Vicarious Liability may exist regarding sexual harassment.

Vicarious liability harassment takes place when:

  • An employee gives in to unwelcome sexual advances by a supervisor; or
  • Requests for sex or sexual conduct such as physical touching, or sexual innuendo which are made by a supervisor and they constitute either an explicit or implicit term or condition of the employees employment.


  • The supervisors harassment results in a tangible, adverse employment action.

Adverse employment actions come in many forms. Actions include being fired; demoted; lack of promotion; re-assignment; poor performance review; and stripping of job responsibilities.

Under an adverse employment action the mployee must suffer something new in the way of her job. For example an employee were getting a performance review of two out of a 5. Then the supervisor says go out with me and she refuses and the employee gets another two on her review. The burden would be to show the two was a result of not going out with the supervisor.

On the other hand if the employee received a four on the previous review. And then received a two after not going out with the supervisor the burden would shift to the employer.

Statutory Caps Under Title VII

Under the Civil Rights Act of 1991, 42 U.S.C. § 1981a. there are statutory caps on damages due to sexual harassment. These are imposed for both compensatory and punitive damages. The combined damage caps are based on the number of employees an employer has working for it. The breakdown is as follows:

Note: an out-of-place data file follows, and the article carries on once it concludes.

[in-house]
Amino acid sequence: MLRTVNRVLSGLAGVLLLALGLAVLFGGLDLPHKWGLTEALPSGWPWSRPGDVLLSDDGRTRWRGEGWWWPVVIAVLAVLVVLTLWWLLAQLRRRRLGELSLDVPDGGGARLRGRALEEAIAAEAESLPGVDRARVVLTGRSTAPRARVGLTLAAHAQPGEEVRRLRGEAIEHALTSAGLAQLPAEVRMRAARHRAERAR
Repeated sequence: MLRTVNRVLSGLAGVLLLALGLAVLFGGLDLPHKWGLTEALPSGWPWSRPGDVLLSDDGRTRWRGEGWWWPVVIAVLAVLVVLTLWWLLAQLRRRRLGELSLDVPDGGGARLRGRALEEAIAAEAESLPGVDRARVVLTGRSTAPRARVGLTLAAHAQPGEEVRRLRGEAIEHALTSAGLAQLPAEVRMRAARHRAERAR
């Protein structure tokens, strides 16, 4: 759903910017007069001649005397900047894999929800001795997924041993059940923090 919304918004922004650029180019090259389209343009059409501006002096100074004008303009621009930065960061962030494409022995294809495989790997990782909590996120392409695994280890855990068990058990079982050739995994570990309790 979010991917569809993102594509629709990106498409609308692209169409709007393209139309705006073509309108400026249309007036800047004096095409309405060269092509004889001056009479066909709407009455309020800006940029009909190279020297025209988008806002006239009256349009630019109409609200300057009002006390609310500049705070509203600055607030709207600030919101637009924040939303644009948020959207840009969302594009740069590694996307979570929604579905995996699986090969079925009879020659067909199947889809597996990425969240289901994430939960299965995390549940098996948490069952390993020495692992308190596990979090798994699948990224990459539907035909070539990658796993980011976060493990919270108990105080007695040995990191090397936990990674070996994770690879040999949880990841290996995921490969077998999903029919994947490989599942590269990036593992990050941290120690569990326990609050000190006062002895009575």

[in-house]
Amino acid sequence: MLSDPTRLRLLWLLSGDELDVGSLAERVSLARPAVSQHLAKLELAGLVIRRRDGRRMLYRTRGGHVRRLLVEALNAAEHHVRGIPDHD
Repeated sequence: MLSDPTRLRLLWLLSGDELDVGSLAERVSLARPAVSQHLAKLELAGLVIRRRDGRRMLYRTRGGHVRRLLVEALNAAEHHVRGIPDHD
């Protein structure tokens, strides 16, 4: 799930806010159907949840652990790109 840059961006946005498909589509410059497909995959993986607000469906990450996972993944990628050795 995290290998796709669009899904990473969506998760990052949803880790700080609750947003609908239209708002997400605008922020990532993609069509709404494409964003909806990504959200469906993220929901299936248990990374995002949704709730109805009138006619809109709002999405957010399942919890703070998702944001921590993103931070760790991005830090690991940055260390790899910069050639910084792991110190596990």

• For employers who have 15 to 100 workers: $50,000;
  • For employers who have 101 to 200 workers: $100,000;
  • For employers who have 201 to 500 workers: $200,000;
  • For employers who have in excess of 500 workers: $300,000.

United States Supreme Court cases involving sexual harassment and issues relating to sexual harassment.

A hostile environment created from sexual harassment and is a form of discrimination under Title VII of the Civil Rights Act of 1964.

The Court held that same sex sexual harassment can form the basis for sex discrimination. Consequently an employee can file a claim under Title VII of the Civil Rights Act of 1964.

My office is seeing an increase in the number of sexual harassment related cases from employees. What happens is someone at work complains of sexual harassment and then an investigation takes place. An employee may be interviewed as part of the investigation and confirms the discrimination and sexual harassment. The company then takes a negative job action against that person. For example demotion, fired or has hours cut. This type of discrimination is actionable. And the employee has a retaliation claim based on the initial complaint of sexual harassment and the ensuing investigation.

I offer free consultations and never charge upfront for discussing your claim. Please call Chicago sexual harassment lawyer Peter LaSorsa at 312-505-5038 day or night to discuss your claim.